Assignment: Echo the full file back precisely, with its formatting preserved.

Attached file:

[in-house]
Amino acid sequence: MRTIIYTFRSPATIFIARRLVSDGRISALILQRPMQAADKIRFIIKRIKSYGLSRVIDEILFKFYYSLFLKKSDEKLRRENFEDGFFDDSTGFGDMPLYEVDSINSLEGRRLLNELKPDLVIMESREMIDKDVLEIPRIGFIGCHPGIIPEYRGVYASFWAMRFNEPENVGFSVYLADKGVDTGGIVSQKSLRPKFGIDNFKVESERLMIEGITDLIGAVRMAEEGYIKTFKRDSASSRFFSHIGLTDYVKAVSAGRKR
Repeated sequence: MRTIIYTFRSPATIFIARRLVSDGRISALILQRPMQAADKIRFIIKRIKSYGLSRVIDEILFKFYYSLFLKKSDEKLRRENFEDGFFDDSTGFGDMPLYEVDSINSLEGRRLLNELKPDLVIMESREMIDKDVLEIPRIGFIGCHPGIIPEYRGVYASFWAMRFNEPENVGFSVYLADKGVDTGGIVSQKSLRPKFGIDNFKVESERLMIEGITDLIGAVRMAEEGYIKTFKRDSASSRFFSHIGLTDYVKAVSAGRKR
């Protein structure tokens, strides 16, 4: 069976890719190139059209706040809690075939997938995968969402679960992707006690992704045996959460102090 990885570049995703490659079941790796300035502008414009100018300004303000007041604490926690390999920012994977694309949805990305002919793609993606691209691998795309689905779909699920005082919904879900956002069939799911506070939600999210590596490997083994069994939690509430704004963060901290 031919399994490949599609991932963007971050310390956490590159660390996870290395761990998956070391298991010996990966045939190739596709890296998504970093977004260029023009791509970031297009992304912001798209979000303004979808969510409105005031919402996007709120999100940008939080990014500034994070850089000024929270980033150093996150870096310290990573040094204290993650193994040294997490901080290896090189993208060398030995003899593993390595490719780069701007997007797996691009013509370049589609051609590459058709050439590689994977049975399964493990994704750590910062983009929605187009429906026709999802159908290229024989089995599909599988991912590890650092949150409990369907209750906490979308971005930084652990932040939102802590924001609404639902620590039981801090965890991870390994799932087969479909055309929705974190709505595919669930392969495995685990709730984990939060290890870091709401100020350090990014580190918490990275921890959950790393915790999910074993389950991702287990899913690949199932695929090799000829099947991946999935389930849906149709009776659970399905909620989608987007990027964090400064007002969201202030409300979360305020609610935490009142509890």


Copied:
[in-house]
Amino acid sequence: MRTIIYTFRSPATIFIARRLVSDGRISALILQRPMQAADKIRFIIKRIKSYGLSRVIDEILFKFYYSLFLKKSDEKLRRENFEDGFFDDSTGFGDMPLYEVDSINSLEGRRLLNELKPDLVIMESREMIDKDVLEIPRIGFIGCHPGIIPEYRGVYASFWAMRFNEPENVGFSVYLADKGVDTGGIVSQKSLRPKFGIDNFKVESERLMIEGITDLIGAVRMAEEGYIKTFKRDSASSRFFSHIGLTDYVKAVSAGRKR
Repeated sequence: MRTIIYTFRSPATIFIARRLVSDGRISALILQRPMQAADKIRFIIKRIKSYGLSRVIDEILFKFYYSLFLKKSDEKLRRENFEDGFFDDSTGFGDMPLYEVDSINSLEGRRLLNELKPDLVIMESREMIDKDVLEIPRIGFIGCHPGIIPEYRGVYASFWAMRFNEPENVGFSVYLADKGVDTGGIVSQKSLRPKFGIDNFKVESERLMIEGITDLIGAVRMAEEGYIKTFKRDSASSRFFSHIGLTDYVKAVSAGRKR
């Protein structure tokens, strides 16, 4: 069976890719190139059209706040809690075939997938995968969402679960992707006690992704045996959460102090 990885570049995703490659079941790796300035502008414009100018300004303000007041604490926690390999920012994977694309949805990305002919793609993606691209691998795309689905779909699920005082919904879900956002069939799911506070939600999210590596490997083994069994939690509430704004963060901290 031919399994490949599609991932963007971050310390956490590159660390996870290395761990998956070391298991010996990966045939190739596709890296998504970093977004260029023009791509970031297009992304912001798209979000303004979808969510409105005031919402996007709120999100940008939080990014500034994070850089000024929270980033150093996150870096310290990573040094204290993650193994040294997490901080290896090189993208060398030995003899593993390595490719780069701007997007797996691009013509370049589609051609590459058709050439590689994977049975399964493990994704750590910062983009929605187009429906026709999802159908290229024989089995599909599988991912590890650092949150409990369907209750906490979308971005930084652990932040939102802590924001609404639902620590039981801090965890991870390994799932087969479909055309929705974190709505595919669930392969495995685990709730984990939060290890870091709401100020350090990014580190918490990275921890959950790393915790999910074993389950991702287990899913690949199932695929090799000829099947991946999935389930849906149709009776659970399905909620989608987007990027964090400064007002969201202030409300979360305020609610935490009142509890």